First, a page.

Since when does staying single and out of love relationships guarantee drama-free, conflict free life with everything going exactly your way?
      
    It’s a choice to minimize drama and conflict whether in or outside of relationship.
      
    Many ‘love’ relationships, from the starting gate, are based on one or both partners’ dishonesty and mutual convenience for getting certain needs met, not to really LOVE another person. That is the bigger problem in those relationships that is at the root of disharmony,   like “If your needs are coinciding with my needs, ensuring that my needs keep getting met, and I’ll even lie and play games to keep getting those needs met, then we’re good to go.   If you call me on my shit, I’m outta there.”   No wonder they can’t sustain, the relationship was inherently dishonest and based on false pretenses.
      
    Not to say they are ‘bad’ people, because a lot of this can be largely subconscious.
      
    Me, I’m aiming for a higher love, one where monogamy, polyamory are non-issues.   It involves a lot of sacrifice and inner work, but to me, it is worth it.
      

  13. 33
    Steve

    It seems to me, in general, that men are more threatened with their women getting sexual with someone else and that women are more threatened by their men getting emotionally intimate with someone else.     I wonder how those things play out in a polyamorous relationship and/or simple swinging.

    1. 33.1
      Jess

      I completely agree with you Steve! Men and women would have separate issues with this lifestyle. That would make it hard to make everyone equally happy. My grandma always told me that there’s always one person who is chasing the other person in a relationship. I believe that this is true even after ten years of marriage. This changes depending on a lot if factors …how would that work when adding someone else to the mix? I don’t think the primary relationship could ever last in a polyamory relationship. If you are OK with having several close relationships throughout your lifetime than this lifestyle is for you. But I do not believe a primary relationship would be sustained forever because you are essentially not able to give as much to that person…so either lifestyle you choose you are missing out on something. To me it sounds like so much work. Keeping each relationship healthy would be difficult. I would be fine with it if it’s just about sex but life is busy enough without adding more to it. …maybe after the kids grow up and our careers slow down? I mean my husband and I barely have time for eachother as it is. Do any of these couples have children? I would honestly like to know how they juggle everything. I’m also an introvert so being around people drains my energy. I wonder how many people living this lifestyle are extroverts?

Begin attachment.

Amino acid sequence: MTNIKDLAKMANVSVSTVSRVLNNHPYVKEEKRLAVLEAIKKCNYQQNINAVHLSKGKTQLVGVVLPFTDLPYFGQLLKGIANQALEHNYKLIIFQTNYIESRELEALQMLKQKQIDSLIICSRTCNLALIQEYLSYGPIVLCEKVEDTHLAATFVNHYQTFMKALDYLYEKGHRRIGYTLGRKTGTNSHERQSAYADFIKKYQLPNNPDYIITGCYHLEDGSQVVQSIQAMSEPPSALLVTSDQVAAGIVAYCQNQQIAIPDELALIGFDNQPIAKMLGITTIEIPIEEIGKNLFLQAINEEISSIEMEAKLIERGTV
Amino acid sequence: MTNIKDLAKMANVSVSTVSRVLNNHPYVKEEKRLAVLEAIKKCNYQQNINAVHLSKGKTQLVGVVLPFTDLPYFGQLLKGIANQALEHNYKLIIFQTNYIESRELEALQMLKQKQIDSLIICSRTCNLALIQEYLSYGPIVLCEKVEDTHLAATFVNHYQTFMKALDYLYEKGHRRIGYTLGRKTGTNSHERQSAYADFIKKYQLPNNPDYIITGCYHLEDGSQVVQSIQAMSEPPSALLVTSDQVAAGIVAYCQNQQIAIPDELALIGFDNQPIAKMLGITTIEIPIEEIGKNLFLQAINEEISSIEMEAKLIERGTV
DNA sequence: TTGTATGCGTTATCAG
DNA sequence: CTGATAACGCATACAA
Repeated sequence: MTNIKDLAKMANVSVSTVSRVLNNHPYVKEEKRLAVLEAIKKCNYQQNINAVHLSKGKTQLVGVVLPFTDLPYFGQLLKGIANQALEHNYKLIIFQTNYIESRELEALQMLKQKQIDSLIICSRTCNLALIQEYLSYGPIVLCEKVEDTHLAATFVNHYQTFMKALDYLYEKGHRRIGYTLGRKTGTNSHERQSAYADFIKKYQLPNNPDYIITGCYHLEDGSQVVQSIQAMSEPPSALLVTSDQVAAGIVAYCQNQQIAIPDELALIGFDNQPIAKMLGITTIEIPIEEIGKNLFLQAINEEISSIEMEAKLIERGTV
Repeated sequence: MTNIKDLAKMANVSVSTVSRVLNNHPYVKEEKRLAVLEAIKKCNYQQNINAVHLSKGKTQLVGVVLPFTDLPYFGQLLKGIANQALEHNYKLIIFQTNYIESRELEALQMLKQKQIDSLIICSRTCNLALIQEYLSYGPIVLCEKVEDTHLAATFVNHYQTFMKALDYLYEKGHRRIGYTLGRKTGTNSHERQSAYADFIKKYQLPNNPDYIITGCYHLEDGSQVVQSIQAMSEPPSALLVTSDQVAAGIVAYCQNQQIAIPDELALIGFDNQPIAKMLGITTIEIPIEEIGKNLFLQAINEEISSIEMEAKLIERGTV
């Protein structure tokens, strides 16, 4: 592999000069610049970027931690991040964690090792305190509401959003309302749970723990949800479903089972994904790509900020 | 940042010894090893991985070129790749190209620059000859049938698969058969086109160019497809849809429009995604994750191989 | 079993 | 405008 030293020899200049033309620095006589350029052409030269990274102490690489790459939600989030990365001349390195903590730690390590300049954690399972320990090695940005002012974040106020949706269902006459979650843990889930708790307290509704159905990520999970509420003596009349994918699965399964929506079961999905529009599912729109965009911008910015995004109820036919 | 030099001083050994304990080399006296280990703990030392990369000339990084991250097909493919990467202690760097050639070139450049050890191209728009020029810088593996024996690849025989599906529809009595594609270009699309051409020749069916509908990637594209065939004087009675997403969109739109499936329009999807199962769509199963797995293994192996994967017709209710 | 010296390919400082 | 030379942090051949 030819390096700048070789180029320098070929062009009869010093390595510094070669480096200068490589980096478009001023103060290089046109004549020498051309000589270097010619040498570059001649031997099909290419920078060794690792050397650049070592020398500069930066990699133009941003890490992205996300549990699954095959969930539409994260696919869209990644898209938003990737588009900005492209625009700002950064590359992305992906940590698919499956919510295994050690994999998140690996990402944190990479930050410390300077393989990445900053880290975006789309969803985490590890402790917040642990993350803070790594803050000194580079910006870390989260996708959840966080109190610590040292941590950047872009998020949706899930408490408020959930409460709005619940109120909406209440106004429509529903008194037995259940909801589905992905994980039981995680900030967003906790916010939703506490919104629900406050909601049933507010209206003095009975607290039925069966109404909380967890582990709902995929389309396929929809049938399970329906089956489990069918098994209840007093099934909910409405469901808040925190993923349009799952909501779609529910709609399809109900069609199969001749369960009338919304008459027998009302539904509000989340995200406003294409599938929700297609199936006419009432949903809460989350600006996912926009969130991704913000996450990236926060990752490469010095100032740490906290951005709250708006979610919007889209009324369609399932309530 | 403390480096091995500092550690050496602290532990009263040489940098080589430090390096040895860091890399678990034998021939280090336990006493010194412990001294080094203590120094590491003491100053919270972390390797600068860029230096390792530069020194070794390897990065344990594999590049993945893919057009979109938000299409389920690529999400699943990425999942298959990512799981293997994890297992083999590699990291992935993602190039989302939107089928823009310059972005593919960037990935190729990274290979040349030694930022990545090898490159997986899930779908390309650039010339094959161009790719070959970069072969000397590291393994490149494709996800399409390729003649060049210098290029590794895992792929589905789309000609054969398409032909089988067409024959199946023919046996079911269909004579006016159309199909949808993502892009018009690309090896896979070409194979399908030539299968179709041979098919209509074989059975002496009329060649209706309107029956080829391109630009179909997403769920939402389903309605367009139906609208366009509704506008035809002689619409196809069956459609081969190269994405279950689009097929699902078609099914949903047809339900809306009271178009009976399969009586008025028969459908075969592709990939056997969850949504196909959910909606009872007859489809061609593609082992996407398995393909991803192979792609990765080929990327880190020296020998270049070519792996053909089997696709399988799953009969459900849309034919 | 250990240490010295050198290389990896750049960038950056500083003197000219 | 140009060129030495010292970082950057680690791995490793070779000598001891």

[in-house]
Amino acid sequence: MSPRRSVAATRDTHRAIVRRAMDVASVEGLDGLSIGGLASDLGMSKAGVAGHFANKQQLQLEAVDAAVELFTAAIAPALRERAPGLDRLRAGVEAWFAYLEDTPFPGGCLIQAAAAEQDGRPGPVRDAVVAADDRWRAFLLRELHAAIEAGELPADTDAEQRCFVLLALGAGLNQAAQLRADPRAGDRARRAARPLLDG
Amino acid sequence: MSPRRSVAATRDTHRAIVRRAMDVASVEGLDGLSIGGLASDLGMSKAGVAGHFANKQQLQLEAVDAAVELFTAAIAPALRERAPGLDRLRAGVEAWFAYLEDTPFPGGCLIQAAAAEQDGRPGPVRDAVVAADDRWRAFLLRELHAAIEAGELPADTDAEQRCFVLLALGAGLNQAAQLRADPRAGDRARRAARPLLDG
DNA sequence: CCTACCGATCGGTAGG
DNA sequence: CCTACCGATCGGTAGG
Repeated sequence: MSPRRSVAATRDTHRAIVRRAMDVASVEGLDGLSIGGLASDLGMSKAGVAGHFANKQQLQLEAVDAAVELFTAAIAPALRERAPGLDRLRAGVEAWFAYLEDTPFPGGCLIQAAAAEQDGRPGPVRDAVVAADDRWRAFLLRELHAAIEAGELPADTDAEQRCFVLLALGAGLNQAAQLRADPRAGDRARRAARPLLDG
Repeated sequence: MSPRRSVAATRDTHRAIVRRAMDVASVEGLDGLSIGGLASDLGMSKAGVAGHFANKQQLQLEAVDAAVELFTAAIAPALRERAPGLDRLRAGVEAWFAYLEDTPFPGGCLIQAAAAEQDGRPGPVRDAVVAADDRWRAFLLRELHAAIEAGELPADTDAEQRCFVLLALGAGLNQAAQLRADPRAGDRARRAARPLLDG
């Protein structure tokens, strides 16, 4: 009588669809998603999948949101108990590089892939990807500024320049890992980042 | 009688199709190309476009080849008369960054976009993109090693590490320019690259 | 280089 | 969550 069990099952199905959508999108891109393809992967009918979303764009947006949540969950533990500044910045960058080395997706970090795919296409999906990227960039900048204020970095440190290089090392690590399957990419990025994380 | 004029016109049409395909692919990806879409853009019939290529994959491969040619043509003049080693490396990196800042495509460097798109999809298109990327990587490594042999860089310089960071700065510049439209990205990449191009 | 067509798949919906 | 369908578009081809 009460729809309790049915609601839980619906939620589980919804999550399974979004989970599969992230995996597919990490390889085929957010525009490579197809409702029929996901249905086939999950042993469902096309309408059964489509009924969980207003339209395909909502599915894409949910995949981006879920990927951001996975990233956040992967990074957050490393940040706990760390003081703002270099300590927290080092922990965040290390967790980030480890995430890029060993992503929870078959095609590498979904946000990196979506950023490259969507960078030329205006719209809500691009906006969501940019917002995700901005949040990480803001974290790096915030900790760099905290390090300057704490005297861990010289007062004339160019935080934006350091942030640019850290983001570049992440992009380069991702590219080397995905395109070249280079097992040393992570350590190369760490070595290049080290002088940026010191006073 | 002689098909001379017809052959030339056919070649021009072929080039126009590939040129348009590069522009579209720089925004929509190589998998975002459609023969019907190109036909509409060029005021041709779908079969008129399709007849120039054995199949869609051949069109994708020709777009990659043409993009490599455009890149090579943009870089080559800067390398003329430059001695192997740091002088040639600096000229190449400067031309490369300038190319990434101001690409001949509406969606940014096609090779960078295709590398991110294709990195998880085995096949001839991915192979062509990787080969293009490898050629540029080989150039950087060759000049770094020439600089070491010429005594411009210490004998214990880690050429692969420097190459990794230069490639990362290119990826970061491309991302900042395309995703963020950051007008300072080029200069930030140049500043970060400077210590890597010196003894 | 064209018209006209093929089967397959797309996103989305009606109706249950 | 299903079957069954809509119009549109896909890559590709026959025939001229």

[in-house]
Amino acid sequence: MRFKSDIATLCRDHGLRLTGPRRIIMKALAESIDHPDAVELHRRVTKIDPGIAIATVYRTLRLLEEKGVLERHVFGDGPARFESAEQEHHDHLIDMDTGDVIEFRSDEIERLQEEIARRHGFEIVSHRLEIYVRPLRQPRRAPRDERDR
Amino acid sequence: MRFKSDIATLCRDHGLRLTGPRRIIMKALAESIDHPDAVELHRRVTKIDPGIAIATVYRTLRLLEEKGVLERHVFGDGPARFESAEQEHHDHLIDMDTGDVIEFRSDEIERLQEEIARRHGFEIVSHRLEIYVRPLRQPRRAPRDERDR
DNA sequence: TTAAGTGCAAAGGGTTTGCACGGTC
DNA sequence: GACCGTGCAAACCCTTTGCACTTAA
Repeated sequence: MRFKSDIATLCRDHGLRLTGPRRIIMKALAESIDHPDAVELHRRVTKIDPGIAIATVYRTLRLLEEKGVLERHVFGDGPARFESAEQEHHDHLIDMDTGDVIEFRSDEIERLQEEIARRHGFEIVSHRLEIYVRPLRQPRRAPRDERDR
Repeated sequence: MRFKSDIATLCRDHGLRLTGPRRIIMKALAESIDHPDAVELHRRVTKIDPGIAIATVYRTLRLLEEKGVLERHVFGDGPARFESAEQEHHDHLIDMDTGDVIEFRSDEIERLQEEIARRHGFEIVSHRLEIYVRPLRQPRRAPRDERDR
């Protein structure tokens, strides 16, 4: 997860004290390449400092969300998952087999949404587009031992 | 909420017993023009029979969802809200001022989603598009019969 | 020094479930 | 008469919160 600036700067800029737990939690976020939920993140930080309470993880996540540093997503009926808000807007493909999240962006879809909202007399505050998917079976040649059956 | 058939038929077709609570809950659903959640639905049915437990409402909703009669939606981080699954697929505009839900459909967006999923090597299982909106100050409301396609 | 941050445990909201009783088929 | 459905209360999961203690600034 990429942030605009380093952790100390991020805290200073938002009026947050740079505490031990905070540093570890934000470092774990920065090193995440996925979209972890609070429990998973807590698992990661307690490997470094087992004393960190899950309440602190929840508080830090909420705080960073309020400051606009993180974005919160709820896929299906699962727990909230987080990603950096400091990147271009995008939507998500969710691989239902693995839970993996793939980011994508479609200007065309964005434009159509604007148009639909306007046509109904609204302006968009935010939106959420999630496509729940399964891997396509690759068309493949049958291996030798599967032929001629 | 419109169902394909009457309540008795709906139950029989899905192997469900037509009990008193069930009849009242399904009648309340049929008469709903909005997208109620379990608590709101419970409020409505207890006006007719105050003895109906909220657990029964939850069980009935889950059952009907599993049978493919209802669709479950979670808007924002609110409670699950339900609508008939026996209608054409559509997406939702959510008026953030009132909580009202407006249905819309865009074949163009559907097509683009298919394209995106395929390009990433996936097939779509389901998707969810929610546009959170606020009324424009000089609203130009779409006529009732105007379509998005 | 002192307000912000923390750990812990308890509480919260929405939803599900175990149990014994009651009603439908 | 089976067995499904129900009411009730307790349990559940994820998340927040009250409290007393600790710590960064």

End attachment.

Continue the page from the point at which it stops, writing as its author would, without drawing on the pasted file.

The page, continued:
I won’t even try to say that I know anything about this lifestyle. I would live to be proven wrong as I think monogamy is not the most suitable answer. I love my husband unconditionally and would like nothing more than to find a way to meet all his needs. I wish I could justify that this option would not lessen or destroy our relationship.

      Evan has mentioned several times that men desire a variety iof sexual partners while woman look for the best they can get in one partner. I believe this to be true sexually and as a maternal protective instinct. But what if I said women desire a variety of emotional partners and other woman who are friends just don’t fill this void? No woman can ever fulfill a man sexual but no man can ever fulfill a woman emotionally.

  14. 34
    Janice

    I don’t understand how this is different from dating more than one person at a time and being honest about it, or having an open marriage, or just not committing to one person, however it plays out.

  15. 35
    AQ

    To me, this would be okay if HIV/AIDS and herpes did not exist. Also, the challenge is to have a wonderful longterm relationship. I can’t imagine this would bring more happiness in the end. Which of these partners is going to go to the hospital with you or help you bury your relatives and do the hard things? I want one forever person who I can build a whole world with.  

    1. 35.1
      Oneironaut

      Why must it only be one person? Is it so hard to believe that it could make someone happy to have two or more partners who can be there for them in times of need?

      And just as in monogamous relationships, STDs aren’t a problem if things are done safely and responsibly.  

  16. 36
    Saint Stephen

    AQ Said: